Building A Quadcopter! – Part 3 – “Bring the Pain!”

Posted: June 4, 2013 in Hard Projects, Programming, Projects, Quadcopter
Tags: , , , , , ,

This is my build log post on the quadcopter. Today is the introduction of almost flying the craft, but held-up with just a small problem: Stabilization.

If your just joining in, make sure to catch-up on the previous two parts of the Build Log:

Part One – “Theory and Controls” ]

Part Two – “The Body of the Quadcopter” ]

Ok, continuing on, if you haven’t caught the name of the quadcopter yet, it’s name is: Black Dragon. Due to how evil the stabilization tests have been, and for the fact that the color of the craft is black.

If you haven’t caught the video, here’s me trying to fly the quadcopter without any stabilization. This is why I need to build a test platform:

First Attempt:


Stabilization Attempt 1

The above photo is the first attempt on figuring out how to test the quadcopter, without it hurting itself while trying to stabilize. The thought was simple. Test each axis individually, and then together, it should work.

Well, after building it, a invisible problem arose: vibrations. Yes, there are visual vibrations, but there are also hidden high frequency vibrations that we can’t see. These vibrations started to distort the values read by the accelerometer and gyro [ Part 1 ] . The code was technically correct though. If there is a tilt at more than 15 degrees in either direction, we need to adjust the motors so the craft can stabilize in the air. After doing some testing and wondering how the motors were turning on semi-randomly, I connected leds to show whenever the angle was 15 degrees or greater. Nevertheless, I got a good light show from the leds, highlighting the invisible vibrations I couldn’t see or notice.

During each test, I have been learning how to perform the “start-up” procedure before the quadcopter takes off on each flight. One of these things to check about every 5-10 flights is the bearings on the motors (bought some cheap Chinese brushless motors). I learned this lesson unfortunately after the damage was done. One of the motors came loose from its bearing, and flies off the craft. The ripping off of the motor was bad, and tore the vital wires to power the motor. Although it is possible to fix the motor by rewinding the entire device, this is a long draw out process by hand, and not something I’m wanting to attempt at the moment. At least until this project is done. I decided to go over to the local hobby shop and get another ‘similar’ motor. This ends up making another problem with the stabilization.

Second Attempt:


Stabilization Attempt 2

With the problems mounting with the first platform, and the inefficiency of only testing one axis, when we know the code  is mostly correct, this new platform shown above is the new version. Same idea as the first version, just we test both axis at the same time.

Again with the testing, I keep the arduino off to the side, and being careful, hold the wire from being cut by the propellers, and check the vibrations as the motors are revved up. The first results were disappointing. The error amounted to almost 600% from where it should be. This did explain why earlier the motors were seemingly turning on and off randomly. With a lot of research, I found that I needed some sort of material to separate the accelerometer and gyro from the vibrations. The first test was with some packing foam that was lying around my home. That lowered the error down to 300%. Making a trip to Lowe’s, I got some ear plugs. The error was further reduced to 150%. After taking a day of thought about it, I rearranged the ear plugs on the quadcopter and got the error to an average of 75%.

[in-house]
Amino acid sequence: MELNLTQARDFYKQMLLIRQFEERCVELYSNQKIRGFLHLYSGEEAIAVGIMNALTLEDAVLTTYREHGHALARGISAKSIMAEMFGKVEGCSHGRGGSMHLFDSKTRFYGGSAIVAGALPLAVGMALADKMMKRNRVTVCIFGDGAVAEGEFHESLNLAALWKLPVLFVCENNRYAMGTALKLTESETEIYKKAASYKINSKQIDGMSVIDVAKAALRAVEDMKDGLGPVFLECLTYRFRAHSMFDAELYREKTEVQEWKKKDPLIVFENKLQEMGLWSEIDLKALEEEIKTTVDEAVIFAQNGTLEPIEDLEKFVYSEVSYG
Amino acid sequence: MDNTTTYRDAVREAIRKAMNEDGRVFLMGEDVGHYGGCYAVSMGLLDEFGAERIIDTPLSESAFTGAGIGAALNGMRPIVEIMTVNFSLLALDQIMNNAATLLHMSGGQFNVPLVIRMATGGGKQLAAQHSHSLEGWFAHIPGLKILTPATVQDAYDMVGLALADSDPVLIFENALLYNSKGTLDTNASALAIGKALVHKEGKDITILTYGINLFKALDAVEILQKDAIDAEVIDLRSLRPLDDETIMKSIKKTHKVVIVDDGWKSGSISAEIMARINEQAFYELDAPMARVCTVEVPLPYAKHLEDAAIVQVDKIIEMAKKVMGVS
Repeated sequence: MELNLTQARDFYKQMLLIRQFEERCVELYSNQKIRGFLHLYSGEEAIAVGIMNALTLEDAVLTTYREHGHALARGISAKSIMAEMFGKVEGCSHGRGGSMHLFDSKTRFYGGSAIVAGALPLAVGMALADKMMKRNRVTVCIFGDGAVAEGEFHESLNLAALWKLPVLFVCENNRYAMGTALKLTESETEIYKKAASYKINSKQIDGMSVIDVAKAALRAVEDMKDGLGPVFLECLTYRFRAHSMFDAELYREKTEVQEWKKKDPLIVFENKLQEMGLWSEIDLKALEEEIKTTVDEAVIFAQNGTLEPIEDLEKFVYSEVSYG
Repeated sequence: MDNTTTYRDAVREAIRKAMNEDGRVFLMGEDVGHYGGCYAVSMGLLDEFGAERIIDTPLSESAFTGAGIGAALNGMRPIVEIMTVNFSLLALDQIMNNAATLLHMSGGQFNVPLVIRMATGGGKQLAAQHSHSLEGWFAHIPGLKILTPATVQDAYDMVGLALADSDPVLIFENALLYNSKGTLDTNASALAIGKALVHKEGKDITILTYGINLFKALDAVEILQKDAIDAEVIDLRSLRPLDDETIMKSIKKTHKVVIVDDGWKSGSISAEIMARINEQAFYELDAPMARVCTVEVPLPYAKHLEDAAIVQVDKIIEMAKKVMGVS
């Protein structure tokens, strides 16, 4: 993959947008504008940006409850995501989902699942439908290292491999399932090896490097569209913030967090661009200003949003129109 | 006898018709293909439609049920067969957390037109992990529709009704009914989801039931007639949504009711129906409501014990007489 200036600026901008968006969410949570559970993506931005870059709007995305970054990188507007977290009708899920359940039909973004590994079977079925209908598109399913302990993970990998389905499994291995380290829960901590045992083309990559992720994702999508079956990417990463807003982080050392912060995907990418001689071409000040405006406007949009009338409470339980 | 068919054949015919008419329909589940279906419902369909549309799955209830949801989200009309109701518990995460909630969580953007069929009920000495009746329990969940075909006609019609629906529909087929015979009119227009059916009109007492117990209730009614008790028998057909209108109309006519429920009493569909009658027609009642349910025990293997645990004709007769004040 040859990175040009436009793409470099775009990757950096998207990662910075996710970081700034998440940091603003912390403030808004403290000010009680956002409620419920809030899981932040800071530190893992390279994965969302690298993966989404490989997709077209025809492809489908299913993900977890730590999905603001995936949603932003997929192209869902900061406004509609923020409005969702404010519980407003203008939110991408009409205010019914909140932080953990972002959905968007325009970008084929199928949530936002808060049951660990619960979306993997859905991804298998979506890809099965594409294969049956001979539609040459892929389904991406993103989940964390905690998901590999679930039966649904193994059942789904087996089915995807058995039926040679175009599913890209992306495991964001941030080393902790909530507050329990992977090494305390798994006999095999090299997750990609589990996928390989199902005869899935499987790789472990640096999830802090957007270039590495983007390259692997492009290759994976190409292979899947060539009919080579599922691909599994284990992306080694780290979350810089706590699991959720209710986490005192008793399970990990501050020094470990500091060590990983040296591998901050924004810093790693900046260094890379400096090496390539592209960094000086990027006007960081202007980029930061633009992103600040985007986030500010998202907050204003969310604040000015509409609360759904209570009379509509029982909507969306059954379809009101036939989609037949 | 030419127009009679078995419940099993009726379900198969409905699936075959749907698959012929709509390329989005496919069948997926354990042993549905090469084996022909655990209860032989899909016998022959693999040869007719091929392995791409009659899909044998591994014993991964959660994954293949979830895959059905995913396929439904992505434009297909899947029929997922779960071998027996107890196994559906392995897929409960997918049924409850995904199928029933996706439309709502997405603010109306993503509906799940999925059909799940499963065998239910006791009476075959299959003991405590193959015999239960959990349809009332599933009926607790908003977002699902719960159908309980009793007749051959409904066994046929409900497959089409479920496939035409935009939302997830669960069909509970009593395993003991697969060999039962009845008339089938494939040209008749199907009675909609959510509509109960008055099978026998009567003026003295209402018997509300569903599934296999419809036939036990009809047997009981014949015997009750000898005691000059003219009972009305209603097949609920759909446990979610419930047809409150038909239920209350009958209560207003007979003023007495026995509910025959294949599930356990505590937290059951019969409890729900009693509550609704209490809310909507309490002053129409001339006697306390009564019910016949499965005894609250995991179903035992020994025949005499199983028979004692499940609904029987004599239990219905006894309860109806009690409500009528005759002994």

I then realized that I was going to have to actually order and wait for some special vibration damping material to come in. The go-to method for quadcopters I found: [ Moon Gel ].  Made for damping drums, this material was the best found so far for getting rid of vibrations.

Right before I get this material, I test the craft again, and one of the cracked propellers comes loose and breaks. It slices into my leg. Thankfully it wasn’t bad enough to need stitches (the propellers move at about 12,000 rpm).

Got the moon gel in today. Testing with a missing prop, I knew I couldn’t finish the tests today until I get new propellers later this week. I decided to test with the three that are good at the moment. With a combination of moon gel and earplugs, the error was reduced to [ 3.35% for the y-axis and 14% for the x-axis ] ! The y-axis is now in the range it needs to be in! Why the x-axis isn’t in the 5% range, I haven’t figured out yet. Some more testing to follow, and I should get it down in the next day or two.

Well that’s it for now! It was probably really boring, but I had to experiment. And we’re still not done. As noted, this vibration thing is annoying. Still experimenting with the moon gel at the moment. Hopefully there will be flight in the next week or two! 😀

As a small thing on some cleaning, if you haven’t noticed, links are highlighted in RED and are in brackets [].

Stay Tuned!

Eastern FireTail

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  1. […] Building A Quadcopter! – Part 3 – “Bring the Pain!” […]

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